Is Vintage Tim Duncan Ready to Lead San Antonio Spurs Back to NBA Finals?

D.J. FosterContributor IApril 21, 2014

Apr 6, 2014; San Antonio, TX, USA; San Antonio Spurs forward Tim Duncan (21) clutches the ball prior to the game against the Memphis Grizzlies at AT&T Center. Mandatory Credit: Soobum Im-USA TODAY Sports

If that Ray Allen three from the corner in Game 6 of last year's Finals rims out, what are the chances San Antonio Spurs legend Tim Duncan is still playing right now? Does he walk away from the game on top, having conquered the best player in the league after winning a fifth ring? 

It's fun to speculate, but ultimately, that shot did fall, San Antonio did miss out on another title and now Duncan is back in the postseason. And he's looking dominant, again. And San Antonio looks geared up for a title run, again. And maybe, after all the wondering about when he would finally lose it and fall off, Duncan will leave the basketball world in much the same way he entered it.

That's not to say that he has remained completely unchanged over 17 seasons, even if his Game 1 performance against the Dallas Mavericks could have fooled a few people.

Tim Duncan’s shot chart from Game 1 makes one thing very clear: He owned the paint.

— ESPN (@espn) April 21, 2014

There are differences between rookie Duncan and 37-year-old Duncan, but they aren't as pronounced as the changes in contemporaries like Kevin Garnett, for example. That's because, rather fittingly, Duncan has had a simple counter for every opponent he's come across, and that includes Father Time.

Duncan's body has slowed, but his mind has quickened. He's less explosive, but he has a softer shooting touch. Every tool that could be sharpened has been sharpened, essentially. 

That's required as much work from an ego and mental perspective as anything physical. Instead of becoming stubborn, Duncan has embraced change, particularly regarding where the majority of his touches come from and how quickly the offense runs.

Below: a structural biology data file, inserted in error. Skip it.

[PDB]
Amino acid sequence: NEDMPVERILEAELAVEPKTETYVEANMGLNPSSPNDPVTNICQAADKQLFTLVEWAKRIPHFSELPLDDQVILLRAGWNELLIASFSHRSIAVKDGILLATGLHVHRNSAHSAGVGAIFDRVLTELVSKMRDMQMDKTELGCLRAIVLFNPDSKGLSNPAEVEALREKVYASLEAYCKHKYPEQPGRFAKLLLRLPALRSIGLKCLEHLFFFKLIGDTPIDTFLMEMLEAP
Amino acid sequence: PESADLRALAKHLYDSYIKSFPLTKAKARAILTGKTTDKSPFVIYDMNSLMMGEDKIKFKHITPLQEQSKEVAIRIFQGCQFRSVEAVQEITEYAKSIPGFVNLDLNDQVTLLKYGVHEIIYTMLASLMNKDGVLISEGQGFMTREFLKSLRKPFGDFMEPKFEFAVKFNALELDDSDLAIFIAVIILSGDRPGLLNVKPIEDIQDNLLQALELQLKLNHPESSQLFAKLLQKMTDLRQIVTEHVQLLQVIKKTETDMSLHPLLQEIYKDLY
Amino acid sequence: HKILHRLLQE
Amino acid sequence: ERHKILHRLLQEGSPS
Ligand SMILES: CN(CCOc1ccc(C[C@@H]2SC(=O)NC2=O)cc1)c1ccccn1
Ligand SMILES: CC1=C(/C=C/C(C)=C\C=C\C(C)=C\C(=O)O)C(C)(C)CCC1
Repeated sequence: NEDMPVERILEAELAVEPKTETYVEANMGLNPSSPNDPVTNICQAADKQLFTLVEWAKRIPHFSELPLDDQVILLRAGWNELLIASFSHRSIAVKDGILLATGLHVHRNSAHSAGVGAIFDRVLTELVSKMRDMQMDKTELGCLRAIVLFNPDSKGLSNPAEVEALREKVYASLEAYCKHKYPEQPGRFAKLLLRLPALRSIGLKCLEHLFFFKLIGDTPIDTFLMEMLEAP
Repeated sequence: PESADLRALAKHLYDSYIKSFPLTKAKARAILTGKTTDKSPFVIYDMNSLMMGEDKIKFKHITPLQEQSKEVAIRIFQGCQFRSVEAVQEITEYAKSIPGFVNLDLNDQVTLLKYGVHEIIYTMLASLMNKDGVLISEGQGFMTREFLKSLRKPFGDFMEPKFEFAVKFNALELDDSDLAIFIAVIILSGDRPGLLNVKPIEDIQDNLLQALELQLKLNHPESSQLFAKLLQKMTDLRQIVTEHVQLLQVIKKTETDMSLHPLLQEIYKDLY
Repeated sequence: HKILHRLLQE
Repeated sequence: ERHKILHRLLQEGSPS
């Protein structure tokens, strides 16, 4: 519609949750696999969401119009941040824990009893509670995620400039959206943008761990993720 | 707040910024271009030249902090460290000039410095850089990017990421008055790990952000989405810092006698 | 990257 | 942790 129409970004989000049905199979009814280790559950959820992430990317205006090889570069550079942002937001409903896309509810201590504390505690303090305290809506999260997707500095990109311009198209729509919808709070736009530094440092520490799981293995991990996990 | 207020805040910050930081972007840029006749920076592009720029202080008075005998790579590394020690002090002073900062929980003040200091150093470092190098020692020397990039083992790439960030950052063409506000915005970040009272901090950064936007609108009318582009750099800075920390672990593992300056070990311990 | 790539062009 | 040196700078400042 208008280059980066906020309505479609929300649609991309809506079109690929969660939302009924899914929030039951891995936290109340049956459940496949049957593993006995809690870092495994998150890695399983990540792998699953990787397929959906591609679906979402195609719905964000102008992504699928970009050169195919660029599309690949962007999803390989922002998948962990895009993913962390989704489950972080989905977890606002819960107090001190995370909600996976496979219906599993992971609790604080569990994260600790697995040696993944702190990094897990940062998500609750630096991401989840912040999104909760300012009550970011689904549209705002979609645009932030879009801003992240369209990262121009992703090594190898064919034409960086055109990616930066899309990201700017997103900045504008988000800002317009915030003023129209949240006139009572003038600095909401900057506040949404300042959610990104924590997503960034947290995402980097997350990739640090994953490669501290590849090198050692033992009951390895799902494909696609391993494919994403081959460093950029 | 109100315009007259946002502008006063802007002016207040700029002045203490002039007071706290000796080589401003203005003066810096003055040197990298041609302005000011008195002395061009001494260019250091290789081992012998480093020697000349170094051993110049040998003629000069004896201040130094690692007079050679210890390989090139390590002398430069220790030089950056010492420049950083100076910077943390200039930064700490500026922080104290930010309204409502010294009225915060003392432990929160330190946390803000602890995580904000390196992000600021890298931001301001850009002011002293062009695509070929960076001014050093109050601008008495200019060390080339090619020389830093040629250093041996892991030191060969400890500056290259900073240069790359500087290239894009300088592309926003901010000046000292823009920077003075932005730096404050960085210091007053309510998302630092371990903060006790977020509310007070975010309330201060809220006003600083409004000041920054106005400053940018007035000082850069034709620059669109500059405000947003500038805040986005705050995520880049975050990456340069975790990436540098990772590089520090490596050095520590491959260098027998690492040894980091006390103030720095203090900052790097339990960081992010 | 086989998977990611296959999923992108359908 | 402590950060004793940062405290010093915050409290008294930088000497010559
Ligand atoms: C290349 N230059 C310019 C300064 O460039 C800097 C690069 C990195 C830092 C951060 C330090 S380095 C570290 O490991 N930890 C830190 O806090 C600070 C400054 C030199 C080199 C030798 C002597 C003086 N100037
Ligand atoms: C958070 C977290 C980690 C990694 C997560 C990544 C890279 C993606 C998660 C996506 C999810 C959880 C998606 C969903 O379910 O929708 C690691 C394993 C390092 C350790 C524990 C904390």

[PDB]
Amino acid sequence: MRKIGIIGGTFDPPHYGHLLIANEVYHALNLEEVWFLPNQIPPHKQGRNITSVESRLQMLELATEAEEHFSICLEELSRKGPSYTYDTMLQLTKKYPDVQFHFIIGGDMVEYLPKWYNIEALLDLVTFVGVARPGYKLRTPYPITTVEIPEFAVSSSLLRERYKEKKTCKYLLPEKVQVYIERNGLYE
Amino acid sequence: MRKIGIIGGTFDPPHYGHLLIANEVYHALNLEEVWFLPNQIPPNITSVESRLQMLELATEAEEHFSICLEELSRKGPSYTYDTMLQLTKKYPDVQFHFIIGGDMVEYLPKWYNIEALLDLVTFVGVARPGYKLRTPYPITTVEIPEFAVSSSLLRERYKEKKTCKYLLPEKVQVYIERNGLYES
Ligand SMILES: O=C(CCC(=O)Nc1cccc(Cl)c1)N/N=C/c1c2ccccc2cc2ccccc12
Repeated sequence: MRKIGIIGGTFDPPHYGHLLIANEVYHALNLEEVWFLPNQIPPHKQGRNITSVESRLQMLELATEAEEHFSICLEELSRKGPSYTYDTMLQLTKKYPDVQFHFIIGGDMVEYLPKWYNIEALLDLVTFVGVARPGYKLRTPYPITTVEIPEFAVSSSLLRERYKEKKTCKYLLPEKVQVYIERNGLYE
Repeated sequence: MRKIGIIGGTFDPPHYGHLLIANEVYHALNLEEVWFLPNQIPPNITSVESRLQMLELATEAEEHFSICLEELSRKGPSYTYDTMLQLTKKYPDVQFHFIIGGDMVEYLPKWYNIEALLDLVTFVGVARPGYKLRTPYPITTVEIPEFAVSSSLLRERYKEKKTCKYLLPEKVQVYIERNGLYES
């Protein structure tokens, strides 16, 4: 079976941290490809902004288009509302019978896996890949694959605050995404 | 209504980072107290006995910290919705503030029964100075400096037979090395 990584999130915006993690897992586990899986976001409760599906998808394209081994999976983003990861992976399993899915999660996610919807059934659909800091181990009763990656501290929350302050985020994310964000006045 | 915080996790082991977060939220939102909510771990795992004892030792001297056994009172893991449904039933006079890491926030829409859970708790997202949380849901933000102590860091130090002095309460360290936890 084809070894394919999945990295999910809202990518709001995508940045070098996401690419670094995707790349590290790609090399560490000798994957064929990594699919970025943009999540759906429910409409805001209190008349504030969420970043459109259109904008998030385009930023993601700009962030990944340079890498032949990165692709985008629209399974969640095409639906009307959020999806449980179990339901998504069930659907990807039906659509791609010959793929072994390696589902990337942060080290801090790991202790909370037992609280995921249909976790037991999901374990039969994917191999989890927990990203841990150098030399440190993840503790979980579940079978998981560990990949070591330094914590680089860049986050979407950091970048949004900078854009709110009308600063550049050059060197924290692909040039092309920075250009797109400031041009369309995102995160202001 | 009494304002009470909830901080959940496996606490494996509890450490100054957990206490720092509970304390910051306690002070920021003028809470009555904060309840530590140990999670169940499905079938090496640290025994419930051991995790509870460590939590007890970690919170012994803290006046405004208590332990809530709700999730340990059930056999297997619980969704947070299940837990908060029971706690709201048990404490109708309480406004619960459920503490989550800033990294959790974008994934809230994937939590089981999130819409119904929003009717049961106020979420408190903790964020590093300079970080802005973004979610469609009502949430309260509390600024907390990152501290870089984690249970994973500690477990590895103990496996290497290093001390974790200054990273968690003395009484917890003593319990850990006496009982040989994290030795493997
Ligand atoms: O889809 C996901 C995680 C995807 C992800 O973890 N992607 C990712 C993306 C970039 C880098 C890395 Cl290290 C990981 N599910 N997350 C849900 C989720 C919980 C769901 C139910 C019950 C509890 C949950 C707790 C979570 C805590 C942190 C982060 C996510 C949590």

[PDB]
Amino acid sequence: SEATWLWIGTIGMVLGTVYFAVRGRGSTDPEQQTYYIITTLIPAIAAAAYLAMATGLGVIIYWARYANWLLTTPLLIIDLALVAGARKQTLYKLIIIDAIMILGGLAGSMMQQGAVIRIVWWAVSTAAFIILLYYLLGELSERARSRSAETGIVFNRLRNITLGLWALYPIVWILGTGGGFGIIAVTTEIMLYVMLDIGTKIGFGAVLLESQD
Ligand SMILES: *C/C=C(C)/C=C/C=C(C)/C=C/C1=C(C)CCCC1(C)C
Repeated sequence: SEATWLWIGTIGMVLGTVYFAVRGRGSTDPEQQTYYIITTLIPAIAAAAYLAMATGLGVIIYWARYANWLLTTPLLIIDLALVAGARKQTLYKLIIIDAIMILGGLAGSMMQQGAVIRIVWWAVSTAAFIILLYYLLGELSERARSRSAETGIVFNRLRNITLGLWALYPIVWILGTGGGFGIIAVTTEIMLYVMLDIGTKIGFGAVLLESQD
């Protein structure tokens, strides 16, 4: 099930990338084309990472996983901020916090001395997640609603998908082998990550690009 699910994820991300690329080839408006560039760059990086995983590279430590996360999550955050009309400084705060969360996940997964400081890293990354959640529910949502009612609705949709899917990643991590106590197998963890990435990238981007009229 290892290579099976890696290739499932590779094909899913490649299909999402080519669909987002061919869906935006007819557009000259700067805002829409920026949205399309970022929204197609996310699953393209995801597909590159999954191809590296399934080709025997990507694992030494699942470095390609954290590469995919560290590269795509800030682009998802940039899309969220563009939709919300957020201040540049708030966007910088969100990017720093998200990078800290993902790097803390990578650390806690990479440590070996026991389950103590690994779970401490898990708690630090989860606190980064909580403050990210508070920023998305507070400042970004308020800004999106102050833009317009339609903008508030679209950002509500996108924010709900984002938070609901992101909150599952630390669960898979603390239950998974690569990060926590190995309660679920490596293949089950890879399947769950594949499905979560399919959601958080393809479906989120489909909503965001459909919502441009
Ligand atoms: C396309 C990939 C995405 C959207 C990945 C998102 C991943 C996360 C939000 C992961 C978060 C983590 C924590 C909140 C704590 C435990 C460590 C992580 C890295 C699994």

After all, you would think San Antonio would walk the ball up to cater to their big man with bad knees, but instead they do the opposite. The Spurs play faster now than they did in Duncan's prime, which works because his defensive rebounding (a career-high 12 a game per 36 minutes) and outlet passing spur the attack.

You don't survive and thrive for this long without some adaptation. As Gregg Popovich told the Associated Press (via USA Today) after Game 1, the expectations for Duncan have changed over the years as well:

"Timmy, he's not going to score 24 a game or anything like that," San Antonio coach Gregg Popovich said. "He's the base from which everything else occurs, whether he's scoring or not. It just gives us a comfort level and a point from which to operate. He plays (defense), rebounds, scores here and there. He just does his job."

There's a natural evaluation process that takes place when considering the credentials of a championship team, and usually it starts with measuring up the star players of each team. Who scores more? Who is more clutch? That sort of thing.

While that's not necessarily a bad way to view it, it's a fool's errand to do that with Duncan. Much of his greatness lies in his consistency and decision-making, a strength that often isn't evident in such a short time frame. Making the right defensive rotation isn't as sexy or noteworthy as a nasty crossover or tough turnaround jumper, but as Popovich says, Duncan just does his job, regardless of the circumstances.

It's why having faith in the Spurs to win a title has never been misplaced with Duncan around, even as the pieces around him have changed. Results will naturally vary, but the process in San Antonio is always solid because it is predicated so much on Duncan's reliability.

Perhaps the biggest concern with Duncan is that the desire would dissipate after so many seasons and minutes and accomplishments, but as Bleacher Report's Ric Bucher detailed in his recent profile, that hasn't happened yet:  

Whether it's on or off the court, it's as if Duncan sneaked in a quick jab on Father Time. The question, of course, is why? The flip answer is to win another championship, but that doesn't take into account the grind of playing against the Anthony Davises and Kevin Loves and Serge Ibakas with a left knee encased in a metal brace. Or the challenge of being a devoted single dad to two kids under 10. Or the Sisyphean anguish after coming so close to hoisting the fifth trophy he still covets.

"He's a different one because it's this internal fire," says Spurs assistant coach Sean Marks, whose 11 playing seasons included two with Duncan. "He'd never say it, but I think he wants to be remembered as one of the best ever—best power forward, top five all time. You'll never hear that come from his mouth, but somewhere it's deep down in there."

Duncan is already one of the greatest to ever play. There are no noisy, herculean efforts that need to be seen to cement his status as a basketball legend.

For the Spurs to win the title this season, they don't need anything like that, either. Duncan just has to come to work, clock in and let a time-tested process run its course, same as he always has.